Educators suggested that there are several reasons why oral reading takes an important part in English teaching and learning. Firstly, oral reading is a method to improve pronunciation and speaking ability. With the correct direction from English teachers, students could be benefit from oral reading practice for their pronunciation, voice tone. Additionally, during the oral reading behaviour, students’ eyes, mouths, and ears can all be involved. It can enhance the corresponding area in the brain to process the sound. So effective reading aloud practice is also a good foundation for listening. Thirdly, oral reading can improve the sense of phrase during foreign language learning in a non-native speaking environment. The process can also help student to concentrate on the text and memorise vocabulary (Alshumaimeri, 2011). With all the advantages of oral reading practice above, as suggested by Halliday in his “An introduction to Functional Grammar”, reading texts aloud would help the reader to understand complicated contents (Halliday, 1994). Moreover, it has also been suggested that oral reading to help foreign language learners to improve their written communication skills. By imitating the language during oral reading, students could overcome the effect of their first language on the writing skills.
Correct guidance of oral reading is essential in English learning. Reading aloud without wise strategies would not have any positive input in the learning process, which is a great waste of time and energy. As suggested by researchers, ESL/EFL teachers should pay attention to oral reading during the class to inspire students’ interests in oral reading. Teachers should also provide clear demonstration of the correct pronunciation and tone. And also explain the differences between the first language and foreign language. In addition, students are encouraged to practice oral reading regularly outside the class spontaneously. Furthermore, the reading materials should be well-selected. Articles, passages or books written by the native speakers of the target language with approximately 5% of new vocabulary are suggested to be suitable reading materials.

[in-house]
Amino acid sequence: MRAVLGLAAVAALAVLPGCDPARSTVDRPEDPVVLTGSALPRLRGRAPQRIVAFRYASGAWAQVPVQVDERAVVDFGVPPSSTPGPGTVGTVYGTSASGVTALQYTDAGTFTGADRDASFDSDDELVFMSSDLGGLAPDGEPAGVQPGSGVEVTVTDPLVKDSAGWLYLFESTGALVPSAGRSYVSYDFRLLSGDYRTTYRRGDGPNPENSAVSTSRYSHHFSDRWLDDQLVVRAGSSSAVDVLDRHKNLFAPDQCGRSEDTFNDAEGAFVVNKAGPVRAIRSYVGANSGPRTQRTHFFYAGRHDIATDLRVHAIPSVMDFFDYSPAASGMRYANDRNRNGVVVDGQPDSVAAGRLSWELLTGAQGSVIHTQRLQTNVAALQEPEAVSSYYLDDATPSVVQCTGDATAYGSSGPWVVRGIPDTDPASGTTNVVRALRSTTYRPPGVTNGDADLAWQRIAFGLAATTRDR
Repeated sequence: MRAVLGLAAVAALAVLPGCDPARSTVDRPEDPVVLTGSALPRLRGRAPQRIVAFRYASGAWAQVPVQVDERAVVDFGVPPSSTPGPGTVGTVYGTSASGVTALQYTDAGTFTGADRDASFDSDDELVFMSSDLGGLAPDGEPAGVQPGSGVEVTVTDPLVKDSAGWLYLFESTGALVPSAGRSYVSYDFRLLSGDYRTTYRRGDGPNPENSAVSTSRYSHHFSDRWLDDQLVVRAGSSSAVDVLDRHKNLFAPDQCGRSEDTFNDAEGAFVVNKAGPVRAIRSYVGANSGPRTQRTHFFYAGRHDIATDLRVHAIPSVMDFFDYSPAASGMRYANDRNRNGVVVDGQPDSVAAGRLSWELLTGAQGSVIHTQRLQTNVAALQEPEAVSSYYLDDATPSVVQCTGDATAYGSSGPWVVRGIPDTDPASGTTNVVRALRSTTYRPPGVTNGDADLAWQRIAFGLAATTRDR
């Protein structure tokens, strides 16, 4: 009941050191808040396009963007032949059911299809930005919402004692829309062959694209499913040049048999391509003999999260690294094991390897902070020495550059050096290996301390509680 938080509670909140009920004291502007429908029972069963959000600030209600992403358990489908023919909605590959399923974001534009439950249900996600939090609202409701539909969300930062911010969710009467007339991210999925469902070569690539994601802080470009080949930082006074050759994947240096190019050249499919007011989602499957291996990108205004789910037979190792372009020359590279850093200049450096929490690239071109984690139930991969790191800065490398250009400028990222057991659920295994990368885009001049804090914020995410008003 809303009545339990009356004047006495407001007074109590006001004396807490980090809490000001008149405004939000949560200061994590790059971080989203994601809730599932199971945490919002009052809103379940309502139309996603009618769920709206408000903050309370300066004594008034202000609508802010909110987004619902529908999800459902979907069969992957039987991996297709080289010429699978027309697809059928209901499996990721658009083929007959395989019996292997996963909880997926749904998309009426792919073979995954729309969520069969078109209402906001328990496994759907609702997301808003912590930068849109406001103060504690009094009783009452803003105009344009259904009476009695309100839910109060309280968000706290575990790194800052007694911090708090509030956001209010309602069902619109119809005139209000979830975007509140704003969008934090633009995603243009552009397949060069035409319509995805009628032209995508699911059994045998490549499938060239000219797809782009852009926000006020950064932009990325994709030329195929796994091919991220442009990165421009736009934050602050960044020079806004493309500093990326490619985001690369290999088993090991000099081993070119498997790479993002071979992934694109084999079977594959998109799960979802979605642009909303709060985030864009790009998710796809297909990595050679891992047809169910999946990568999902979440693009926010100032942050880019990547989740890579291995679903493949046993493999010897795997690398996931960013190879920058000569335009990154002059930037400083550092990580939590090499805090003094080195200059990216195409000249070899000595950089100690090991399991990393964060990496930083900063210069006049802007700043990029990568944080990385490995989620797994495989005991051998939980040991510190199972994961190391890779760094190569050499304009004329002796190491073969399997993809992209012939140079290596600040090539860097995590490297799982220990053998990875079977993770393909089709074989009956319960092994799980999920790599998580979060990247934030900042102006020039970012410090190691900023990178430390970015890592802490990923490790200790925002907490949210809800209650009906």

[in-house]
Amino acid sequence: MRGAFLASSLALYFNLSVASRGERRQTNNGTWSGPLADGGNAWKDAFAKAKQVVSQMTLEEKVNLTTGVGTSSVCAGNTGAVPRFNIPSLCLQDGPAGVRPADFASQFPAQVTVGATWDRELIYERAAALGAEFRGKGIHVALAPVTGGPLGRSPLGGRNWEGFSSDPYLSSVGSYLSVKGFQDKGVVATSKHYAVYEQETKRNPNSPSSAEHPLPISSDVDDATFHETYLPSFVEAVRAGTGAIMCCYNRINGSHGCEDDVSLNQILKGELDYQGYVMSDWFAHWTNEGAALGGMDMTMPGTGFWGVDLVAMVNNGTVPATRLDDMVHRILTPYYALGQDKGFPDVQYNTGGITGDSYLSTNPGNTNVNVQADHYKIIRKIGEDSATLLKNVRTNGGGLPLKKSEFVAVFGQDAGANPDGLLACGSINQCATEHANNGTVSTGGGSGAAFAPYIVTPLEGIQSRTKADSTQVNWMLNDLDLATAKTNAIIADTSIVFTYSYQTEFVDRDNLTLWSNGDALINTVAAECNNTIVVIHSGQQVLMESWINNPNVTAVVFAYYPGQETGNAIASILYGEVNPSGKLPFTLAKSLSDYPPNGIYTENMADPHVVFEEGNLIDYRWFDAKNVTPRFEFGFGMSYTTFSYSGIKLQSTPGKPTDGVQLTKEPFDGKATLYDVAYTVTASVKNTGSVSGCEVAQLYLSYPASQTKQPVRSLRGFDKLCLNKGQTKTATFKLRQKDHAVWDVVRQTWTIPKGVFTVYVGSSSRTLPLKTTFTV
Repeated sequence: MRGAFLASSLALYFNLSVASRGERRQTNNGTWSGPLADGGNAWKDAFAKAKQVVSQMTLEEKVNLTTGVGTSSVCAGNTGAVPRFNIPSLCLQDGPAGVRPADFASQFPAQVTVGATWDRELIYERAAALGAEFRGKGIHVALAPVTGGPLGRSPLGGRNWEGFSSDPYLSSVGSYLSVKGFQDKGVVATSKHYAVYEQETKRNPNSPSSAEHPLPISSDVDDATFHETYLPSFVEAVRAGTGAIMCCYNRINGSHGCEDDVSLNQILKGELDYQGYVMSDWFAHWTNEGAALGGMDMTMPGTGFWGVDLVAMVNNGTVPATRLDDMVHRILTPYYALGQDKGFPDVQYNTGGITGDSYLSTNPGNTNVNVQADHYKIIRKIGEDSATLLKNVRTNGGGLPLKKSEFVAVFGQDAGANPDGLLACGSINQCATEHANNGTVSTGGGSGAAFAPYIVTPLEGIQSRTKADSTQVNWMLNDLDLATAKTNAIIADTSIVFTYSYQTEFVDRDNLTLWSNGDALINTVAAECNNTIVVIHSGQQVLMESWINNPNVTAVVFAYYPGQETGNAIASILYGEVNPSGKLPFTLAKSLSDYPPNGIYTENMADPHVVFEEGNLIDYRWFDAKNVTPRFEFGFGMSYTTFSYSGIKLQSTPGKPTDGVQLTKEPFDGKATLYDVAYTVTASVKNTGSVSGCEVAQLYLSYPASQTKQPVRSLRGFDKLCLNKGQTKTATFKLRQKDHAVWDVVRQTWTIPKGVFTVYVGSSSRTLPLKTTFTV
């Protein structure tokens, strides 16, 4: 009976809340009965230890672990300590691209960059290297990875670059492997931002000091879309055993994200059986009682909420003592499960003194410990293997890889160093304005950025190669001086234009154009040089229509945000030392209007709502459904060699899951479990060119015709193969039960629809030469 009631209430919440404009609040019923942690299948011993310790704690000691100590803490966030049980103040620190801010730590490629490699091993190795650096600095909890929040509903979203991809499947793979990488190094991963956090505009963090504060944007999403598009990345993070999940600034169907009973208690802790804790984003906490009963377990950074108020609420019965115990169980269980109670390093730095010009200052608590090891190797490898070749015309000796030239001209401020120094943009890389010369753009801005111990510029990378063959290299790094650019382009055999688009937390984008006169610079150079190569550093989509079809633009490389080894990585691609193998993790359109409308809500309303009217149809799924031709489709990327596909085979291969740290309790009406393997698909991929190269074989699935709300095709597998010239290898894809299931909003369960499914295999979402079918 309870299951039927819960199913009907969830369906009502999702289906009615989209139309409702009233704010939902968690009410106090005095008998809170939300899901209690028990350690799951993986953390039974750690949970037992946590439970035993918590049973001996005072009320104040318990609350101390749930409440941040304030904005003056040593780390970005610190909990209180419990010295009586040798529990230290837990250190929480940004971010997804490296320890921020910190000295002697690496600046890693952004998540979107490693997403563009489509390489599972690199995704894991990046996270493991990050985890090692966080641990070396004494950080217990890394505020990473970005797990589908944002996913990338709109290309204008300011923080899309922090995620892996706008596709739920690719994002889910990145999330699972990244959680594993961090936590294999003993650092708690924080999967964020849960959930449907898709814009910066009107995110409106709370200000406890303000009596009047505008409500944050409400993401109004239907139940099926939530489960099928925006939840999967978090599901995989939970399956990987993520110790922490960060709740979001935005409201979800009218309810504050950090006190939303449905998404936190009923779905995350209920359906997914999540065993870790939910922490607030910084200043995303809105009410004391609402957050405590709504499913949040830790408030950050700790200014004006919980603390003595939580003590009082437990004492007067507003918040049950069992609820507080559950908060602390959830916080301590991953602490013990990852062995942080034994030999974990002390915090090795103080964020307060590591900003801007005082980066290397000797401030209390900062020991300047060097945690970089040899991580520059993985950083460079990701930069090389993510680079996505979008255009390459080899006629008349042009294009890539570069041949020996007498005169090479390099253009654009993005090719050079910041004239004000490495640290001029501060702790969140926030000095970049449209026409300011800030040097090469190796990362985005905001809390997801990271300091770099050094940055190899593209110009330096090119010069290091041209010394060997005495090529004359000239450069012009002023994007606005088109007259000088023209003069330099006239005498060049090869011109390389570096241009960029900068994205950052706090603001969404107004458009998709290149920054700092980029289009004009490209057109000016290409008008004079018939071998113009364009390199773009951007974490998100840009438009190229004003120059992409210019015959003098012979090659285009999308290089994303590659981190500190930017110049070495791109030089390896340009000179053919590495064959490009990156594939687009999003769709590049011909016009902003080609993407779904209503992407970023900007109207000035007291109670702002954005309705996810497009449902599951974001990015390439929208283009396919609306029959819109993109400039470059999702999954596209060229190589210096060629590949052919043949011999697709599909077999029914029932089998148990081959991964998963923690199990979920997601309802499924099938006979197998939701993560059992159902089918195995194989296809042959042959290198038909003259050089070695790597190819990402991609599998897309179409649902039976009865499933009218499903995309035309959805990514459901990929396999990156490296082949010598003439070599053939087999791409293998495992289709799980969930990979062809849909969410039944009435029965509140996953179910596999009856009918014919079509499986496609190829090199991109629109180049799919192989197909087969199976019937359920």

To sum up, oral reading is an essential methodology that can improve many skills in English learning, including pronunciation, vocabulary, intonation, voice tone, and the sense of the language. Many researchers and educator believe that oral reading can improve the reading comprehension performance. Therefore, this study would like to investigate the relationship between oral reading practice and the reading comprehension performance of Chinese university students, through a series of designed oral reading practicing experiment.
1.3 Previous literatures and researches Reading Comprehension
The research of reading comprehension has begun to increase rapidly in 1970s (Thorndike, 1973). It has then increasingly become the main standard in language understanding. As mentioned above, reading comprehension is described as the level of understanding of a content or text. In this thesis, the word “text” is used to refer to the written materials, which have specific meanings in semantics, informative in pragmatics, coherent in logic and cohesive in linguistics; it carries out the communication functions and conveys the interactive purposes between the writer and the reader; it depends on context, linguistic or non-linguistic, in which the textural meaning can be perceived by the reader.
1.3.1 Reading Comprehension of Text
Reading comprehension is generally a fundamental mean for people to get information. Readers integrate and comprehend the text information on the basis of al parts of information. They complete their comprehension according to part and whole understanding of the text. Therefore, reading comprehension relies on the interaction of meaning between local and whole information.
Text theory has become central to contemporary linguistic sciences. Text is considered as central to the construction of reality as entities are brought into existence, given meaning and significance. The purpose of reading is to uncover the meaning underlying in texts, and to examine the pattern of text and to link them to social backgrounds. Through the past few decades, the research on reading comprehension of text has been made more progress through the efforts of many text linguists (Gao, 2010).